Dranesville Elementary School students are going to learn a lot more about finances in the years to come thanks to the school's recent business partnership with Northwest Federal Credit Union.
"We want to make sure the younger generation understands what this world is all about," said Juri Valdov, president and CEO of Northwest Federal Credit Union. "A lot of what the world is about is money."
ON NOV. 10, 700 students, grades two through six, filled the Dranesville gym for the kickoff of the school's first ever business partnership with Northwest Federal Credit Union.
As a part of the assembly the students performed numerous songs for the guests that included employees from the credit union as well as Fairfax County Public Schools Superintendent Jack Dale and Dranesville School Board Member Jane Strauss.
"We are particularly honored that so many special people took the time out of their busy schedules to be here," said Dranesville principal, Lucinda Romberg. "The business partnership is particularly important so our business community can know first hand all the things the schools are doing. And it's important for the children to see adults in the greater community working."
NORTHWEST FEDERAL CREDIT Union has 300 employees which represent about 70,000 members, said Valdov during the assembly. He added as a part of the partnership five different employees from the Herndon branch will visit the school every week to work with students on financial reading exercises.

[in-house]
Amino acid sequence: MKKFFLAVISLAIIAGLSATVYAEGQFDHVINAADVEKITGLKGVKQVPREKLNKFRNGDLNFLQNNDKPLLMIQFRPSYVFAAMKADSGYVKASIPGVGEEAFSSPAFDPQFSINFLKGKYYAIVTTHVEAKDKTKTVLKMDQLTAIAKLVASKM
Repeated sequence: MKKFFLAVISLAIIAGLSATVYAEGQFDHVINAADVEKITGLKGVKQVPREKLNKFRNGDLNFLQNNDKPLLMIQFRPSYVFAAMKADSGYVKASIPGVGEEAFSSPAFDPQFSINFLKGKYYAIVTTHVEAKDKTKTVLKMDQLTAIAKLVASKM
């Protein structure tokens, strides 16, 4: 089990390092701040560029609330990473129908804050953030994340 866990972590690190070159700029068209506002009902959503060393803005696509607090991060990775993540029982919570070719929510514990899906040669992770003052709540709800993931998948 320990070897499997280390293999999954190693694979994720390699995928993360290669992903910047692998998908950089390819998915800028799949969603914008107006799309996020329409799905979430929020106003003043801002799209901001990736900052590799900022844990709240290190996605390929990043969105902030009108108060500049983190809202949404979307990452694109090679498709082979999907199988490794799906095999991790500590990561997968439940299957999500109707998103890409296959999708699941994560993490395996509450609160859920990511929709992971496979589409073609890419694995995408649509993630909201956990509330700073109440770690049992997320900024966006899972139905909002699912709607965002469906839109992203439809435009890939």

"This is very meaningful for us," said Valdov after the assembly. "Finances are becoming a bigger and bigger deal as the world gets more complicated."
Because of this increasing importance, Valdov said the company has found that it needs to begin working with children at the "core level," or an age where they can still be reached.
"The financial education program almost needs to start at the elementary-school level and build from there," he said. "We have found that once you get to the high-school level it's too late and once you get to the college level it's way too late."
Although last week's event was the official kick-off of the partnership, Valdov said the year before his company had sponsored an after-school homework program for the school that included everything from providing buses to snacks.
But, he added, his business isn't the only one giving.
AS A PART of the partnership, artwork created by the various students is temporarily donated to the Herndon branch to be hung in the office.
"Our staff is so happy, they really enjoy reading with the kids," said Barbara D'Andrade, outreach manager for the credit union, adding employees aren't the only ones who enjoy the artwork. "The members love it, we've had people who want to buy it."
Valdov said although the children are the main focus of the partnership, the credit union is also trying to reach out to teachers.
"We're looking at having teachers work during the summer who want to supplement their income," he said adding they are also looking at extra equipment they have to give the school. "We think of ourselves as dream builders, we teach about how to deal with saving and lending money — really the whole business of financial management."
Romberg added the partnership is a good fit because it is never too early for children to learn about finances.
"We both feel that starting to build financial literary skills in children really early is so important," she said. "The sooner you help them learn about finances, it will help pay off in the long run."